BOLDUAN: Well, let's talk about that, Mark. This continues to put both parties in a really uncomfortable spot. I like to say too bad, but especially for Republicans, look no further than the Senate race going on in Alabama. The president endorses Moore, as of Monday. Tweets out this morning vote for Moore. The RNC pulled the money out, pulled their money out, put their money back in. And a big question has been, why did the RNC jump back in the race?

The chair finally answered that question to CNN yesterday. Listen to this.


UNIDENTIFIED REPORTER: You believe Roy Moore or the women (INAUDIBLE)?

RONNA ROMNEY MCDANIEL, CHAIR, REPUBLICAN NATIONAL COMMITTEE: We've said all along that these allegations are incredibly disturbing, that if they were proven true that the candidate would be unfit to serve in office. But it's up to the voters of Alabama. This is democracy.


BOLDUAN: So that's the RNC. But the Senate Campaign Committee left no doubt where he stands on this putting out the statement from Cory Gardner saying, "Roy Moore will never have the support of the Senatorial committee. We will never endorse him. We won't support him." Saying that to the "Weekly Standard." And also saying, "I won't let that happen, nothing will change, I stand by my previous statement."

I mean, wow. There's such a difference right now in how this is being applied. MARK PRESTON, CNN SENIOR POLITICAL ANALYST: Yes. There's a big --

certainly a schism in the Republican Party about how to address these types of allegations. A couple things here. Cory, when he talks about referring to his previous statement he spoke about expelling Roy Moore if he were to come to the United States Senate. I think that if Roy Moore does win next week, it is going to get very ugly very quick here in Washington. Not that it already isn't very ugly right now, but I do think you're going to have a situation where women Senators, male Senators, are going to find it very difficult to go to the United States Senate floor where Roy Moore is casting a vote. I do think you'll see a problem there. We do talk about the dam being broken right now, Kate. My question is, can the momentum keep up going into the holidays and into the new year? There's a chance that this movement, this reckoning we're seeing right now, could kind of peter out because people are looking at the holidays, thinking about other things. Congress is no longer here in Washington. But I do think we'll see what happens, but one date that we should really focus on and that is the anniversary of the women's march that will occur like January 21st. That is very important because if this does peter out, that women's march anniversary, if we all remember the images of last year, that could really reignite what we're seeing happening right now.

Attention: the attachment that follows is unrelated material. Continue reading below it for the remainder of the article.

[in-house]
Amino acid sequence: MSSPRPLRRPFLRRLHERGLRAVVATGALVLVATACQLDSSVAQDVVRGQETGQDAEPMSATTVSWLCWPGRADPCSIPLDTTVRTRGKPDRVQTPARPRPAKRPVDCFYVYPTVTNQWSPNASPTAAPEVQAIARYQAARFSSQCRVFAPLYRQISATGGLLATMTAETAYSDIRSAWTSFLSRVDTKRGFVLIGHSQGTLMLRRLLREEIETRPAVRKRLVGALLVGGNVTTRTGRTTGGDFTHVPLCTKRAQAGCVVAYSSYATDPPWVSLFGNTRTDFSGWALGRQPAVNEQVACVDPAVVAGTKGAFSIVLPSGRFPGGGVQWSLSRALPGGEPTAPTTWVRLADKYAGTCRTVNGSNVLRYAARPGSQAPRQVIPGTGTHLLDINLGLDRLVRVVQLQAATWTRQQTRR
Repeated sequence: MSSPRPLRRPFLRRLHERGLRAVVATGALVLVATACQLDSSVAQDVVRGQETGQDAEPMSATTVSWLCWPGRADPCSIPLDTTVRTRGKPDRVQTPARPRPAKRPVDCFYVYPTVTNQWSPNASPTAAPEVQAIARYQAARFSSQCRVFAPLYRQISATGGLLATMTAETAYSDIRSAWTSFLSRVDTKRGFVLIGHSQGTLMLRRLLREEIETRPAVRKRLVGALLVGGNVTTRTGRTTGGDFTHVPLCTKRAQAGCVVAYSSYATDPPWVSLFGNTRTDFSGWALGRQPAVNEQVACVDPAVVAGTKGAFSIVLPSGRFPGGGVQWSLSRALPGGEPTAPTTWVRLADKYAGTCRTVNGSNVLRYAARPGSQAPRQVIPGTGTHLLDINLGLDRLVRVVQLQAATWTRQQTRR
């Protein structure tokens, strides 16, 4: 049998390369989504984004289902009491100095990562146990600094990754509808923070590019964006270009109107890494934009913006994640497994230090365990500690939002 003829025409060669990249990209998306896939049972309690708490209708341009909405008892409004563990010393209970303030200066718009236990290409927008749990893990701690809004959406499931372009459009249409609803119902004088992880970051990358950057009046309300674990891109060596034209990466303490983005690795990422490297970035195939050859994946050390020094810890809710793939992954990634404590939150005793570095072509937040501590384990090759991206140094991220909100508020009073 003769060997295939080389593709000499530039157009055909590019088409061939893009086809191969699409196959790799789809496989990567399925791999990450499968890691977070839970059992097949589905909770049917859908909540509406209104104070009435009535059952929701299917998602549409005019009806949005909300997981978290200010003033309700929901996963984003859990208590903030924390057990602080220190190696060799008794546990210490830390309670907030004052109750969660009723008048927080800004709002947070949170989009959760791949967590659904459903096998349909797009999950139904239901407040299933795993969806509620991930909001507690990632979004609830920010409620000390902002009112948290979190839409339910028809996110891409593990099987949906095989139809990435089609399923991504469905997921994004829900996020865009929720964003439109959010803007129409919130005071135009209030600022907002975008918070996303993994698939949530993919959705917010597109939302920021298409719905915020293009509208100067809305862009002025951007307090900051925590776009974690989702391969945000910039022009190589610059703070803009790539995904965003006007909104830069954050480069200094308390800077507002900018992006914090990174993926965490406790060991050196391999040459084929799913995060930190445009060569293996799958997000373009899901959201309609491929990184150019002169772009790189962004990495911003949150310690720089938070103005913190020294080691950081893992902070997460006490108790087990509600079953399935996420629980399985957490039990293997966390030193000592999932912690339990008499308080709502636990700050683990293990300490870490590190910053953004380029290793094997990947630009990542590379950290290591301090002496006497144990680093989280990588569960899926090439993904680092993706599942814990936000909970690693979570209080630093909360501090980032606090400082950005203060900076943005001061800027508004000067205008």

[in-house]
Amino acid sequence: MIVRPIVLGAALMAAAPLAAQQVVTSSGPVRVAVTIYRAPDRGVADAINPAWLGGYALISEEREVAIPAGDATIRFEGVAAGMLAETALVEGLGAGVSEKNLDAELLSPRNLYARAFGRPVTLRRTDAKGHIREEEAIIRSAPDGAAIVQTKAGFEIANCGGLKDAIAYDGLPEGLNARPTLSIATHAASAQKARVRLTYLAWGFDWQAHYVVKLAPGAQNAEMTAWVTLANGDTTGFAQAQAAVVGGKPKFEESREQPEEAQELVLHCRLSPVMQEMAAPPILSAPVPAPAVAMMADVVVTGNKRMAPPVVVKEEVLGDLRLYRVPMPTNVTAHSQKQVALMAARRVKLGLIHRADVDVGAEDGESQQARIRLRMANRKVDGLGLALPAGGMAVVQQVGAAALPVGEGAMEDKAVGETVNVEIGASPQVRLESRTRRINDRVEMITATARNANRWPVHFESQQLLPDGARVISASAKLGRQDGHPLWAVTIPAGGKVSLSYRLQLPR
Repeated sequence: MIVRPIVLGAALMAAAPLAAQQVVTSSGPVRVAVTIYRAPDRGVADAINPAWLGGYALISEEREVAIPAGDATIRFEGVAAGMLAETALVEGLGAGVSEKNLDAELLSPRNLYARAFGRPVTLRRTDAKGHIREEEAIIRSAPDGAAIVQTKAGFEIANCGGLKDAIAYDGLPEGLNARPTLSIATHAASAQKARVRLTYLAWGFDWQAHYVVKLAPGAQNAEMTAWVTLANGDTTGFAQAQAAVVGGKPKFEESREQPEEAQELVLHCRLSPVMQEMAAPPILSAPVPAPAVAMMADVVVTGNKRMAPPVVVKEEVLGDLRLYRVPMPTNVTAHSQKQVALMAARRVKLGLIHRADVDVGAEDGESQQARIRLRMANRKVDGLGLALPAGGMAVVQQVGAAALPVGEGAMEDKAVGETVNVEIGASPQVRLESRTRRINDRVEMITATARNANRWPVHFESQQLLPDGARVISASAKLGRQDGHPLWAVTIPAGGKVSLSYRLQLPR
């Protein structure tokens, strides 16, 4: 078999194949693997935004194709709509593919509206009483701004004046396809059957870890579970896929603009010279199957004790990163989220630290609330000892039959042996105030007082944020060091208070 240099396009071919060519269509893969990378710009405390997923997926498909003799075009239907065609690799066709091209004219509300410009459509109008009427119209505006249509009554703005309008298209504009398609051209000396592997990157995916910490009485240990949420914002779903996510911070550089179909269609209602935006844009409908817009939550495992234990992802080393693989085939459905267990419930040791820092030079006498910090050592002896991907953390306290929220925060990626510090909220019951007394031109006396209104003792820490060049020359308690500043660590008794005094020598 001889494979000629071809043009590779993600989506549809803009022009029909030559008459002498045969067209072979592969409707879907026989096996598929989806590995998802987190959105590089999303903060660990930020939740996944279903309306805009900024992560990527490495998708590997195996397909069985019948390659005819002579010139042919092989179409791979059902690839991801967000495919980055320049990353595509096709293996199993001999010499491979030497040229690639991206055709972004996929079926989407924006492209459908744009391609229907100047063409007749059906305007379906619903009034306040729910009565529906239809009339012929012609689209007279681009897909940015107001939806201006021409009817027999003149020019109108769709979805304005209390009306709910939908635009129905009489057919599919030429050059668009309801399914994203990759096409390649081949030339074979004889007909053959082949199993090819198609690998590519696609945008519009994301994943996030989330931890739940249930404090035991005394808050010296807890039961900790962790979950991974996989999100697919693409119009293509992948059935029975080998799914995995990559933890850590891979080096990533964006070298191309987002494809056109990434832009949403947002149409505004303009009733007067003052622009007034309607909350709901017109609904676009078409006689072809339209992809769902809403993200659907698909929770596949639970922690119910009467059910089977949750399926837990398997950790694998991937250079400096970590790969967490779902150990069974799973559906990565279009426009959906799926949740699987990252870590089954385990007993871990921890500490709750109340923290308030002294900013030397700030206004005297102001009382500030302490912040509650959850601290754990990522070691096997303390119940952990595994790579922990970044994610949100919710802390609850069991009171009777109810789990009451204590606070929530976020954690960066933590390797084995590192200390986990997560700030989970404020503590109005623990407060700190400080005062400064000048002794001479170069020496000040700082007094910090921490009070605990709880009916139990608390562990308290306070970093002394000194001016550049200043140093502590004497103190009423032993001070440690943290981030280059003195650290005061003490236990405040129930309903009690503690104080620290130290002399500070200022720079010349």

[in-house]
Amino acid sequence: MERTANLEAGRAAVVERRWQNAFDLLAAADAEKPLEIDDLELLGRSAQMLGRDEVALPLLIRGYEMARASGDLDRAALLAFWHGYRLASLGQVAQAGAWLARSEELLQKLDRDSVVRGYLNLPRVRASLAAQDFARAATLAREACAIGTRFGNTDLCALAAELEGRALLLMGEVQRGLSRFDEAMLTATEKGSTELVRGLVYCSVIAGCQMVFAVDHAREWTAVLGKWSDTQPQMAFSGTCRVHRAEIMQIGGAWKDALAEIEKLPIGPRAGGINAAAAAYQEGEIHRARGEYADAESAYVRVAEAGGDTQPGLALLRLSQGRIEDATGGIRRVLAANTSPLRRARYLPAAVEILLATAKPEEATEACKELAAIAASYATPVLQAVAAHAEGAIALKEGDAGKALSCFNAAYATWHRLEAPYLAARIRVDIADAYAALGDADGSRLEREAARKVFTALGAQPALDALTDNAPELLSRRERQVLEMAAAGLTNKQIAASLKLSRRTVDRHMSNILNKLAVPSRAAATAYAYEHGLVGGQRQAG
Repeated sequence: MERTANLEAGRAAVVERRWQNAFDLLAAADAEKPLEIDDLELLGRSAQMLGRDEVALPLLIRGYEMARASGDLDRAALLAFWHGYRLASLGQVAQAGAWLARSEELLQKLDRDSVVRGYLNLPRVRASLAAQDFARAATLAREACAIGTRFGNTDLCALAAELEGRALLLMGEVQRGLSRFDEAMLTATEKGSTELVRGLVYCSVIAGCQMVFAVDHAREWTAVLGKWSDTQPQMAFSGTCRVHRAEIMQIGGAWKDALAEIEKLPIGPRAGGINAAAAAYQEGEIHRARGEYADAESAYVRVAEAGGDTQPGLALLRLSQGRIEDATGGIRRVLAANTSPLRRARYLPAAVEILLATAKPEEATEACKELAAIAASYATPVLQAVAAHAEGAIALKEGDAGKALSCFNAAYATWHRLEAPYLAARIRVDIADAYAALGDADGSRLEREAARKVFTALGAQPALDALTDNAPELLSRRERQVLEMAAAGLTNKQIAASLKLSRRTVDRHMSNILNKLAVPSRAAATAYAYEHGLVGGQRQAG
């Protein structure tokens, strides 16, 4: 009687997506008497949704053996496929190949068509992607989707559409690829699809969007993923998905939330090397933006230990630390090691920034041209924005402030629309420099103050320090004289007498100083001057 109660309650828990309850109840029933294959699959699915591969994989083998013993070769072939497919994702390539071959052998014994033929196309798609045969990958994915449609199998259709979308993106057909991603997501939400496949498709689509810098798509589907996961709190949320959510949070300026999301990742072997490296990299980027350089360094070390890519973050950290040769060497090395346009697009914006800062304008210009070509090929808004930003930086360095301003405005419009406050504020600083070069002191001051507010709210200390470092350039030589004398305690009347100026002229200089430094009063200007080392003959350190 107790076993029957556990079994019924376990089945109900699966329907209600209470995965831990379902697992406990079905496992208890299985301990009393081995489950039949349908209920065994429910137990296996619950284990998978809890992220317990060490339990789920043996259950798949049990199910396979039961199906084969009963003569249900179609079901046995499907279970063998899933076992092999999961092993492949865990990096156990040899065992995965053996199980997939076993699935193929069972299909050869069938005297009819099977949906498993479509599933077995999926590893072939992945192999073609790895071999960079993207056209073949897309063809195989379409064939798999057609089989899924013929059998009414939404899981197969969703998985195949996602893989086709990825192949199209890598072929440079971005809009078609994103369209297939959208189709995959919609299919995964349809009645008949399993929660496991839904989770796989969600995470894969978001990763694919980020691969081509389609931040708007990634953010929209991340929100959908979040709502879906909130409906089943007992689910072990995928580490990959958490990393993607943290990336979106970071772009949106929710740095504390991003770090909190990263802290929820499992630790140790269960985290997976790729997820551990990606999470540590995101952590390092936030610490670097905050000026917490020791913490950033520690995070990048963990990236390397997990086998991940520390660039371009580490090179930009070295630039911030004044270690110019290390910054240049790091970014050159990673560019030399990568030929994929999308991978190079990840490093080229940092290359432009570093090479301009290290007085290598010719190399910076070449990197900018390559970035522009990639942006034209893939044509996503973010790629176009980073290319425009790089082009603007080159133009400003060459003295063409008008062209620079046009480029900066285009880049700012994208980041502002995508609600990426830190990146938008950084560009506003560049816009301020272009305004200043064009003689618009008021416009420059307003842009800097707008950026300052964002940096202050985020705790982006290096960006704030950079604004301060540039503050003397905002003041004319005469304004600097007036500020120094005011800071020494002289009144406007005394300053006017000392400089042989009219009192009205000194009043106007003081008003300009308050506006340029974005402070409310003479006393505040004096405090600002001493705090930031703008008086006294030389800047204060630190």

[11:45:36] BOLDUAN: Well and at this same time, Rebecca, the president is going down to Pensacola for this rally tonight, doesn't all of this hang over that rally?

BERG: Absolutely. And it's hanging over the race in Alabama. Doug Jones and his campaign are doing everything they can to try to keep the allegations against Roy Moore as part of the conversation going into the election next week.

But on this split in the Republican Party, what is so fascinating is that it really is a split as, you know, you've seen so many times with this president and the Republican Party, between Donald Trump and the rest of the party. Because really, on the Senate side, you're still seeing Senator John Thune, member of leadership, came out on CBS News and said he would like to sew an Ethics Committee investigation, still opposes Roy Moore as a candidate. Mitch McConnell has mentioned still that he hopes to see an Ethics Committee investigation. You still have Cory Gardner in the National Republican Senatorial Committee opposing Roy Moore. So really, I mean the RNC followed the president's lead no doubt about it but most Republicans still very uncomfortable with this candidacy.

BOLDUAN: Eliana, I think we've mentioned in the segment, there are a few bills being kicked around on the Hill that want to address sexual harassment on the Hill specifically and the process of making claims. Has anyone gotten any indication that the president is interested in signing a bill like that if it came to his desk?